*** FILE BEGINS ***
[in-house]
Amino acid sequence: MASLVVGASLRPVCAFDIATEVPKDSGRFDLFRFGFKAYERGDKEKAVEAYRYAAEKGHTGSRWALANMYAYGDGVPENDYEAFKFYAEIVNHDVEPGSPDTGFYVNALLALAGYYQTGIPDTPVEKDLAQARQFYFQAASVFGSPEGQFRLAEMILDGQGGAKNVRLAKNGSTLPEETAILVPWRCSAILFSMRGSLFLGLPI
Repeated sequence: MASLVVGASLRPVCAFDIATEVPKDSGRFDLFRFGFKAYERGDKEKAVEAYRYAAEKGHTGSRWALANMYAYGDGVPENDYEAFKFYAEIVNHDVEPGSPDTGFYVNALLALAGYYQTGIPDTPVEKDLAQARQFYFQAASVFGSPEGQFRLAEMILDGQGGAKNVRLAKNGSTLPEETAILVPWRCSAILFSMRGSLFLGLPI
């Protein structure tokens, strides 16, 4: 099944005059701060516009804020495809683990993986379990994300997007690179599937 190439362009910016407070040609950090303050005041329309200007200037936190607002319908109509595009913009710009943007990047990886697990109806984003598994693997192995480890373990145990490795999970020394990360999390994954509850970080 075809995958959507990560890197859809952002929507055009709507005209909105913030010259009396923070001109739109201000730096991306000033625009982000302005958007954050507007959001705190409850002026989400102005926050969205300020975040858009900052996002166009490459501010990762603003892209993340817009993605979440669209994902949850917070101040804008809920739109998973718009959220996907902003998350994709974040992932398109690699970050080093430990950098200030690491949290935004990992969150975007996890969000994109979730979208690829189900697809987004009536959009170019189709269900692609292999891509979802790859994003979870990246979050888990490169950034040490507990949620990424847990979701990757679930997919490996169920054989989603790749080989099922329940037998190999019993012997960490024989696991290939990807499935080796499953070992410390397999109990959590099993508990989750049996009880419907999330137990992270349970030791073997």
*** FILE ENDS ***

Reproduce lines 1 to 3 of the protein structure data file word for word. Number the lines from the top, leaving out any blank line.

[in-house]
Amino acid sequence: MASLVVGASLRPVCAFDIATEVPKDSGRFDLFRFGFKAYERGDKEKAVEAYRYAAEKGHTGSRWALANMYAYGDGVPENDYEAFKFYAEIVNHDVEPGSPDTGFYVNALLALAGYYQTGIPDTPVEKDLAQARQFYFQAASVFGSPEGQFRLAEMILDGQGGAKNVRLAKNGSTLPEETAILVPWRCSAILFSMRGSLFLGLPI
Repeated sequence: MASLVVGASLRPVCAFDIATEVPKDSGRFDLFRFGFKAYERGDKEKAVEAYRYAAEKGHTGSRWALANMYAYGDGVPENDYEAFKFYAEIVNHDVEPGSPDTGFYVNALLALAGYYQTGIPDTPVEKDLAQARQFYFQAASVFGSPEGQFRLAEMILDGQGGAKNVRLAKNGSTLPEETAILVPWRCSAILFSMRGSLFLGLPI